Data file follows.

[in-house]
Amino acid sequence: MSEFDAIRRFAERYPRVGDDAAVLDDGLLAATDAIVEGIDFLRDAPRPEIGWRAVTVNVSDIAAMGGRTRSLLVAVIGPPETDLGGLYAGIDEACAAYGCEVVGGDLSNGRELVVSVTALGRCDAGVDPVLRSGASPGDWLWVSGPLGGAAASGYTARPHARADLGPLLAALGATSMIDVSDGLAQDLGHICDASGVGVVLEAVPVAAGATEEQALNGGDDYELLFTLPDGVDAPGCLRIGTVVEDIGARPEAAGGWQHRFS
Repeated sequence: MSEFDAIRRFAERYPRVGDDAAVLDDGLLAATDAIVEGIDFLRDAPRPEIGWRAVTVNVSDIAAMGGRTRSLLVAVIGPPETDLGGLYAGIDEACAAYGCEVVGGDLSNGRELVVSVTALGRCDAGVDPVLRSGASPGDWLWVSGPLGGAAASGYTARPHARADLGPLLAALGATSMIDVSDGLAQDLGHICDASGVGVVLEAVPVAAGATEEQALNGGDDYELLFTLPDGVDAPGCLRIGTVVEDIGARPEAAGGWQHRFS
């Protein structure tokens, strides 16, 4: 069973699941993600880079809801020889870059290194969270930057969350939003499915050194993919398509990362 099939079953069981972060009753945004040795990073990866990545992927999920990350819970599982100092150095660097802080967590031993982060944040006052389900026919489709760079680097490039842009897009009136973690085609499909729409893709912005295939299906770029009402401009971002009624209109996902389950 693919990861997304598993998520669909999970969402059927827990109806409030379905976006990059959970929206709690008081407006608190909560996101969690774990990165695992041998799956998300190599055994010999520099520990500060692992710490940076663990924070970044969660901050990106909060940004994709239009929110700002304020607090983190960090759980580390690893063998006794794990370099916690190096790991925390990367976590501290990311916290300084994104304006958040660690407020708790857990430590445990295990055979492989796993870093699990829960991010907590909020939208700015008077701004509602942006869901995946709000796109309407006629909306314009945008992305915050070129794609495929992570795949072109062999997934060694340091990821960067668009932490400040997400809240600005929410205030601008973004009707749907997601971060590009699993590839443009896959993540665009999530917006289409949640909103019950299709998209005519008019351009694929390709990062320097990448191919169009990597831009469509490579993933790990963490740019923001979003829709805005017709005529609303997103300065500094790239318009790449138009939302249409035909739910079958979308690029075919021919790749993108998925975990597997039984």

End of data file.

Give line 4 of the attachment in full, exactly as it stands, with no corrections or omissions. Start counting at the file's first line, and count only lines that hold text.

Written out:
């Protein structure tokens, strides 16, 4: 069973699941993600880079809801020889870059290194969270930057969350939003499915050194993919398509990362 099939079953069981972060009753945004040795990073990866990545992927999920990350819970599982100092150095660097802080967590031993982060944040006052389900026919489709760079680097490039842009897009009136973690085609499909729409893709912005295939299906770029009402401009971002009624209109996902389950 693919990861997304598993998520669909999970969402059927827990109806409030379905976006990059959970929206709690008081407006608190909560996101969690774990990165695992041998799956998300190599055994010999520099520990500060692992710490940076663990924070970044969660901050990106909060940004994709239009929110700002304020607090983190960090759980580390690893063998006794794990370099916690190096790991925390990367976590501290990311916290300084994104304006958040660690407020708790857990430590445990295990055979492989796993870093699990829960991010907590909020939208700015008077701004509602942006869901995946709000796109309407006629909306314009945008992305915050070129794609495929992570795949072109062999997934060694340091990821960067668009932490400040997400809240600005929410205030601008973004009707749907997601971060590009699993590839443009896959993540665009999530917006289409949640909103019950299709998209005519008019351009694929390709990062320097990448191919169009990597831009469509490579993933790990963490740019923001979003829709805005017709005529609303997103300065500094790239318009790449138009939302249409035909739910079958979308690029075919021919790749993108998925975990597997039984």